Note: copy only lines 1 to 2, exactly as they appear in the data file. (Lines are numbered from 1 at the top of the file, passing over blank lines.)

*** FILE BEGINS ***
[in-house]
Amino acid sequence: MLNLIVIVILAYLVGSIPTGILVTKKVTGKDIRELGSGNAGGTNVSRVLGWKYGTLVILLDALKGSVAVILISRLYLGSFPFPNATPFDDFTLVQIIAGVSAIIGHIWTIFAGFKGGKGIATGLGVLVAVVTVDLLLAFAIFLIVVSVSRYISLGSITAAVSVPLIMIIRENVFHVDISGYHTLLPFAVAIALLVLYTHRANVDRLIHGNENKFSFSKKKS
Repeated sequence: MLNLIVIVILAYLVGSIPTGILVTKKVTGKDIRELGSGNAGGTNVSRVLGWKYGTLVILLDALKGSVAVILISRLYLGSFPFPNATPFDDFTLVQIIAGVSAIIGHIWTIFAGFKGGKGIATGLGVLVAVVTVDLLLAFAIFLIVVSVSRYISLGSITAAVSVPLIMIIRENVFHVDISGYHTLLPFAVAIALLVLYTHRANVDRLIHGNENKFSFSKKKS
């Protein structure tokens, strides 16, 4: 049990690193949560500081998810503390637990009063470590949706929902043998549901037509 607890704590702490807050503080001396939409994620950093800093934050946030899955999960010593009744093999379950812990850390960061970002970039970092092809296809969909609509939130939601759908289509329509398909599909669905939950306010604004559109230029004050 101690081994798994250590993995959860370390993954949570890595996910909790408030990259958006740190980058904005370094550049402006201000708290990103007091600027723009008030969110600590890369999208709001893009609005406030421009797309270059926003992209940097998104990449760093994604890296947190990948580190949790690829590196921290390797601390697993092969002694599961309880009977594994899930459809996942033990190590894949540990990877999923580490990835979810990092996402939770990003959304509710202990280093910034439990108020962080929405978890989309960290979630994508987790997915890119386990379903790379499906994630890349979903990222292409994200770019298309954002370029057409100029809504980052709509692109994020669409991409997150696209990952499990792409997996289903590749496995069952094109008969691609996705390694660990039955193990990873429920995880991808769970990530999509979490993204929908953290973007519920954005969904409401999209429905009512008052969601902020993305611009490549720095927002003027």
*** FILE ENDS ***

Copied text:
[in-house]
Amino acid sequence: MLNLIVIVILAYLVGSIPTGILVTKKVTGKDIRELGSGNAGGTNVSRVLGWKYGTLVILLDALKGSVAVILISRLYLGSFPFPNATPFDDFTLVQIIAGVSAIIGHIWTIFAGFKGGKGIATGLGVLVAVVTVDLLLAFAIFLIVVSVSRYISLGSITAAVSVPLIMIIRENVFHVDISGYHTLLPFAVAIALLVLYTHRANVDRLIHGNENKFSFSKKKS